Setting Boundaries

How often do you agree to do something you don’t want to do because you don’t know how to say no? How many unwelcome behaviours have you tolerated to keep the peace instead of confronting the other person?

While giving in helps us avoid immediate unpleasantness, it often results in a build-up of anger and a simmering resentment under the surface.

If you experience these issues, you are not alone. Many people have difficulties setting boundaries. A personal boundary is a clear line which says “this is where my space begins and you’re not welcome in here.”

Anger is a signal

Anger is the clearest warning signal that someone has crossed your personal boundaries. A colleague asks you to do something and your eyes narrow while you think “Wait a minute, bozo, that’s your job not mine!” or an acquaintance criticises your doodles as amateurish while you seethe in anger wondering who gave her the right to judge your efforts when she’s no artist herself.

Most of us keep this anger to ourselves, trying to keep the peace. The result is an inner simmering that increases our resentment of the other person over time, and eventually erupts in an outburst that’s out of proportion to the trigger.

Setting your boundaries

Instead of hiding your anger or reacting to it, use it as a signal to do something so that the next time it happens, you have a prepared response. Setting boundaries has two parts:

1. Stating clearly where the boundary lies

2. Deciding on your response if the boundary is crossed.

Stating your boundary

It helps to write down your boundary very specifically. Use “I” sentences rather than “you” accusations. After all, the boundaries are yours and the other person cannot be expected to know what they are.

“I have many deadlines to meet and don’t have the time or energy to help you out.”

“I feel that you have no right to criticise my efforts.”

“I get irritated when you boss me around and tell me what to do.”

Deciding on your response

While you cannot prevent others from crossing your boundaries, you can decide what you will do next time it happens. Having a prepared response helps you to keep calm and stay in control.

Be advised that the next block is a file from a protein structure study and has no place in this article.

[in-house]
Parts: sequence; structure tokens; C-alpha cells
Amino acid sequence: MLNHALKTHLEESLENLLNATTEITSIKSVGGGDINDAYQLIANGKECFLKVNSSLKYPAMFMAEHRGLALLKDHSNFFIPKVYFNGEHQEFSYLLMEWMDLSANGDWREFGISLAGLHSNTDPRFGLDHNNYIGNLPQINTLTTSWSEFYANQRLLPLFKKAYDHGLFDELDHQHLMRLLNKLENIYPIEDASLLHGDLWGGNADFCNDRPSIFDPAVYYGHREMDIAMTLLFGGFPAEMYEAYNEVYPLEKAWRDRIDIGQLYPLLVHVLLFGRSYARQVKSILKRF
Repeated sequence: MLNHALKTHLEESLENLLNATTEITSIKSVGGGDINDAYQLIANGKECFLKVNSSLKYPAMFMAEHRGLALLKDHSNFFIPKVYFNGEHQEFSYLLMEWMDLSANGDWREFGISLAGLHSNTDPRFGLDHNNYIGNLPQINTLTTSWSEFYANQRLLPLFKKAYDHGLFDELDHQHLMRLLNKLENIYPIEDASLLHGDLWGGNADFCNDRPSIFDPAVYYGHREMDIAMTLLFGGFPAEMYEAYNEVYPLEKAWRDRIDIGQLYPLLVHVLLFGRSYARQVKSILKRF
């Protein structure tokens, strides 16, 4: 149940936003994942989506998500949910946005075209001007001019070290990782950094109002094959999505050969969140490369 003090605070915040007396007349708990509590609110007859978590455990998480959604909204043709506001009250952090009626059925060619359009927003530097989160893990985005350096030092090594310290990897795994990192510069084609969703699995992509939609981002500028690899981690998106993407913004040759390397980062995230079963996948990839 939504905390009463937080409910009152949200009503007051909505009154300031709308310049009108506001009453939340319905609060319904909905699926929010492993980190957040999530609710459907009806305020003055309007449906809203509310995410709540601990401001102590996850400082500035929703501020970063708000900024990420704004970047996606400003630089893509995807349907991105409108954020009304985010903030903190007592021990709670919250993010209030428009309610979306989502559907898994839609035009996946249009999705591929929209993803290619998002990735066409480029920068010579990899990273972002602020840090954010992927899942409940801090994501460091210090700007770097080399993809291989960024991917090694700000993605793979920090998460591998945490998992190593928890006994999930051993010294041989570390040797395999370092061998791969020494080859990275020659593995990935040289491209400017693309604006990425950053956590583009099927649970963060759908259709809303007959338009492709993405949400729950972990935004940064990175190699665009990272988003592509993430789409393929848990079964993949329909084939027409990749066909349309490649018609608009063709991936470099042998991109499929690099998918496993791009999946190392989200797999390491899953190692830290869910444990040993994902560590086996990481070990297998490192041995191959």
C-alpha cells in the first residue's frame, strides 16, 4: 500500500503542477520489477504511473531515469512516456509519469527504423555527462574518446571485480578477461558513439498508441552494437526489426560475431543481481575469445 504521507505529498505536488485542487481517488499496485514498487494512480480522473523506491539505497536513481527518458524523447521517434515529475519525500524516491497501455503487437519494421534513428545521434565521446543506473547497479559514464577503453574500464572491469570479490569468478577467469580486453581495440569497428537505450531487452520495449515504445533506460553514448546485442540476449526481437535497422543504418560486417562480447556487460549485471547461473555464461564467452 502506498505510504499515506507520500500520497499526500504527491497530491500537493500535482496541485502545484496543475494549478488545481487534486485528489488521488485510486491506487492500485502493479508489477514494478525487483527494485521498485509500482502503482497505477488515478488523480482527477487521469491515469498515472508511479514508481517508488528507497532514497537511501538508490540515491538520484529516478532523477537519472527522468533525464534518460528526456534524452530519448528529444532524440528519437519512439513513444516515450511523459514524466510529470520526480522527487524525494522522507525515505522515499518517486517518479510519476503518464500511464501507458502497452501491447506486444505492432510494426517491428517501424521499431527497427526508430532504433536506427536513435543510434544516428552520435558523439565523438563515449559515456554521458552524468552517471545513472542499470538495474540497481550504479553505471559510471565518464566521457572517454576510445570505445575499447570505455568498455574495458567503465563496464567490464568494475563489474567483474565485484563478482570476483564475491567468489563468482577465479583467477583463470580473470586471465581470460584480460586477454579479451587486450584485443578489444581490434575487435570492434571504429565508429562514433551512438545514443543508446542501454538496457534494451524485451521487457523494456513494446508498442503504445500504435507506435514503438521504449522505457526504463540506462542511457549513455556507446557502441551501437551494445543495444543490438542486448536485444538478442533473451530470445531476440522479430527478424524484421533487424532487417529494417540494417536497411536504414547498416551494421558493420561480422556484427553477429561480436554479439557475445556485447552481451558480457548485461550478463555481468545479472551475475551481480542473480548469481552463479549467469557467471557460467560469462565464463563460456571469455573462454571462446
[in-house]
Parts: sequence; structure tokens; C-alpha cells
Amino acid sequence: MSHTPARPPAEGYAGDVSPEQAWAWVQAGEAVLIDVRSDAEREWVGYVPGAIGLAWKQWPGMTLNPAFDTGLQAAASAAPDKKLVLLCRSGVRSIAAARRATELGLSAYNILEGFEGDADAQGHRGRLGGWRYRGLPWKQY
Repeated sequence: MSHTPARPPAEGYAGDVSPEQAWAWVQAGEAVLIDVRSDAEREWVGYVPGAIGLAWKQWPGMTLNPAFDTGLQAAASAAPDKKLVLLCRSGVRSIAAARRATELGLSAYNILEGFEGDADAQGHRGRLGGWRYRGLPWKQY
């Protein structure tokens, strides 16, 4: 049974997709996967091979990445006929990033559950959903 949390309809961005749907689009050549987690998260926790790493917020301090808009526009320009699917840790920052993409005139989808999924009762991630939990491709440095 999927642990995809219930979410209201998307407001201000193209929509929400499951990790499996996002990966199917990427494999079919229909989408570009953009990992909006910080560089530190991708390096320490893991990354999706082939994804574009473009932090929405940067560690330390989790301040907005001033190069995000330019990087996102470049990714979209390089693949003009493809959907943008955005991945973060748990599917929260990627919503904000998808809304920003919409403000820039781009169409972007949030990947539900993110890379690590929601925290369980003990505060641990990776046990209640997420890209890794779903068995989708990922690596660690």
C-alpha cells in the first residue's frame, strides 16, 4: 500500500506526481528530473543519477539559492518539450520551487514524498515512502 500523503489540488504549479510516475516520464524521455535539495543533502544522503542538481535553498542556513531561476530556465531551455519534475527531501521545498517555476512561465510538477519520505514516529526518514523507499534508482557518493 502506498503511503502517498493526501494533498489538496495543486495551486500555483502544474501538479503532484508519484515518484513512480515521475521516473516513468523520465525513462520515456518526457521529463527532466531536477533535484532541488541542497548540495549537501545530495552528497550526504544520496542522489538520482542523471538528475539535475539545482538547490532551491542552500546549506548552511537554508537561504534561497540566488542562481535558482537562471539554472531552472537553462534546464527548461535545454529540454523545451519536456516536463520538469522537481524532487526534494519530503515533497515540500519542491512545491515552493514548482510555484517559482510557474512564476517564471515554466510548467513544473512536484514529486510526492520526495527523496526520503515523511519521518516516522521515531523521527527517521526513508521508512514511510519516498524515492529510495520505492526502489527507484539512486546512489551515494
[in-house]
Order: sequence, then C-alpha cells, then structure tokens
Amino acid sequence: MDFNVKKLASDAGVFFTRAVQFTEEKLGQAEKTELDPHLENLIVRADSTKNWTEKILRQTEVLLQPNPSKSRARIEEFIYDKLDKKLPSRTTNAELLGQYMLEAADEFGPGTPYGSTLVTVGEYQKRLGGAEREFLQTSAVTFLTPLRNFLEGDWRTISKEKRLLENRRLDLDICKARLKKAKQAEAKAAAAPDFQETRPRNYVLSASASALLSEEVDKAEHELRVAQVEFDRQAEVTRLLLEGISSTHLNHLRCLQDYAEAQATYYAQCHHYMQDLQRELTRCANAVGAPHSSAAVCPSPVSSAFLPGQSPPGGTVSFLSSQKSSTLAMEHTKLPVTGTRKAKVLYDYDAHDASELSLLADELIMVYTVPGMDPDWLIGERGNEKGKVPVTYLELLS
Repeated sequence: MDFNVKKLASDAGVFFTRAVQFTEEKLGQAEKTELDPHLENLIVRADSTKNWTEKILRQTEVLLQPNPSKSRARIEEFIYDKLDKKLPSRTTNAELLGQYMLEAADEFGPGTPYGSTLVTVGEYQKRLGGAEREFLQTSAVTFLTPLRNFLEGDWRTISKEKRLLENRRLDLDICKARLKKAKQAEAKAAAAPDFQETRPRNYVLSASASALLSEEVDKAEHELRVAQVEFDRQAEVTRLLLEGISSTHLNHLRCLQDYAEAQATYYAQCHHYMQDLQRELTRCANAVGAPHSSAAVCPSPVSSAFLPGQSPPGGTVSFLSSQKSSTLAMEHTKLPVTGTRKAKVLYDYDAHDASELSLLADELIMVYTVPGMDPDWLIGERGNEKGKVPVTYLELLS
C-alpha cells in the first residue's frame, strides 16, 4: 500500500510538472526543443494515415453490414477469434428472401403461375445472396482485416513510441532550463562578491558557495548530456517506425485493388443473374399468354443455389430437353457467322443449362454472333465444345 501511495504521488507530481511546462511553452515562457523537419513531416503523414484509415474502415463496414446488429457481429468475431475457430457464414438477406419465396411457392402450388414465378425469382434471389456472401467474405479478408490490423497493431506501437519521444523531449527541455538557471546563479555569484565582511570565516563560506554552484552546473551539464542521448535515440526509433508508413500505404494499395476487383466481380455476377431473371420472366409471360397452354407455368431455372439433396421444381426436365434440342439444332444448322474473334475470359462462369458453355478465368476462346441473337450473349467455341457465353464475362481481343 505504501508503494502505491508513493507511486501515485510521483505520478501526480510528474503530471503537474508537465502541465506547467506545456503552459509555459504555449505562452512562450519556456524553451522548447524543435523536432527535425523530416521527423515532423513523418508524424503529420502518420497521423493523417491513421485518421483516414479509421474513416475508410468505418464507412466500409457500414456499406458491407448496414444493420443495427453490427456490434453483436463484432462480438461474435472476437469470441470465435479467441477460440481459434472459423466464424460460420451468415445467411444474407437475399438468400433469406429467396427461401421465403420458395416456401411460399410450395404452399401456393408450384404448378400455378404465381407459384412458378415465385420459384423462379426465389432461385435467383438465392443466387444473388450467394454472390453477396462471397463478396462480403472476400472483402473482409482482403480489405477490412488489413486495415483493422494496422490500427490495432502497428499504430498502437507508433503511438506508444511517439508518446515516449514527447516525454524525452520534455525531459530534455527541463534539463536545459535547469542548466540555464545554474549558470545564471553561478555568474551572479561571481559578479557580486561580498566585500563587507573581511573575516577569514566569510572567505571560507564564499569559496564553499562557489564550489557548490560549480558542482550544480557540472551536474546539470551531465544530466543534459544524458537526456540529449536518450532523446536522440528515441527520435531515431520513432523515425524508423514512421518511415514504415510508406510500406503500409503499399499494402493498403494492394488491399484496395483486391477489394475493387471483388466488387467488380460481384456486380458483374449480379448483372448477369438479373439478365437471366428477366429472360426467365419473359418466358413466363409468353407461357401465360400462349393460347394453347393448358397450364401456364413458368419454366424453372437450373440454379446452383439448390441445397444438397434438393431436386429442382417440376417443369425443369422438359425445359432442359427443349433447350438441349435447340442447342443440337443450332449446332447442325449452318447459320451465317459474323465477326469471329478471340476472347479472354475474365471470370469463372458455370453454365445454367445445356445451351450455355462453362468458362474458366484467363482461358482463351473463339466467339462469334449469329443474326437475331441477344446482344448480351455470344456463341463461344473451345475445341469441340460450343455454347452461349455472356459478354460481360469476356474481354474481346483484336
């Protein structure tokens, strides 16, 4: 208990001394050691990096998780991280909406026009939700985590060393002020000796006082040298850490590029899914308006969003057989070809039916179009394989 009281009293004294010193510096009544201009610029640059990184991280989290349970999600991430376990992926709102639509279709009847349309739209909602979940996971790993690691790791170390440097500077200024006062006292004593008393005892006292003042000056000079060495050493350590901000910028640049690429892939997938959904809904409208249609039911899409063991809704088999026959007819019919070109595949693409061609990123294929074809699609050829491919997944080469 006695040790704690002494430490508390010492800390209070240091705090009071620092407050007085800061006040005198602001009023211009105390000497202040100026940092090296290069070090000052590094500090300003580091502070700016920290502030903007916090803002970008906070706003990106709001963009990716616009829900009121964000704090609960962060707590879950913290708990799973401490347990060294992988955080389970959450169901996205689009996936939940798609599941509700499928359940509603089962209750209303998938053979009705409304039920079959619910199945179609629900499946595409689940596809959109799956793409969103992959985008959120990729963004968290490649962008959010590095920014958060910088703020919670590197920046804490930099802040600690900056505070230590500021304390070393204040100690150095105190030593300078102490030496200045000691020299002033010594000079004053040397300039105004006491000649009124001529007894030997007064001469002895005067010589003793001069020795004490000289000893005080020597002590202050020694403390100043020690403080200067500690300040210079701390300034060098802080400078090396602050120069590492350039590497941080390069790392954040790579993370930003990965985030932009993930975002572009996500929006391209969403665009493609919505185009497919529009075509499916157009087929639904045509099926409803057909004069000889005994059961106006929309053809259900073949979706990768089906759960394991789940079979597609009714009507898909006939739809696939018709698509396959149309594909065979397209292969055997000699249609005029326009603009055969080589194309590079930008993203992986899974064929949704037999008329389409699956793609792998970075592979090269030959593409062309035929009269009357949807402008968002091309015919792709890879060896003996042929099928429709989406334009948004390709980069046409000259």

Sometimes telling the person your boundary is enough to prevent it from happening again. This approach works if both are mature and value the relationship. However, sometimes the other person is unable or unwilling and continues to cross your boundary. Then you may have to use a verbal or physical response.

“I have many deadlines to meet and don’t have the time or energy to help you out. If you keep asking me to help I’m afraid I will have to start ignoring your requests.” (Or you may have to avoid this person by finding another place to work where she cannot find you.)

“I feel that you have no right to criticise my efforts. If I want your feedback in future I’ll be sure to ask you. (Or stand up and walk away once the criticism starts.)

“I get irritated when you boss me around and tell me what to do. If you ask nicely, I’ll listen and accede to your request if I can.(Or simply smile sweetly the next time you’re bossed around, and pretend you didn’t hear anything.)

The first time is the hardest

Many of us find such responses confrontational and so avoid setting boundaries until we’re near breaking point. By that time our responses come across as anger or sarcasm. Or we stonewall and avoid the person altogether and lose a friendship.

As with all things, the first time is the hardest and practice makes perfect. So pick a boundary that you feel has been crossed too often, and decide on your response right now. Next time you sense someone crossing the boundary, practise your response quietly and calmly.

Whether the other person apologizes, lashes out, or is totally clueless, you’ll feel your self-esteem rocket and be proud of yourself for setting boundaries. You’ll earn the respect of the most important person – yourself.

And funnily enough, the more secure you feel about yourself, the fewer boundaries you will need and the easier it will be for you to set and enforce those boundaries.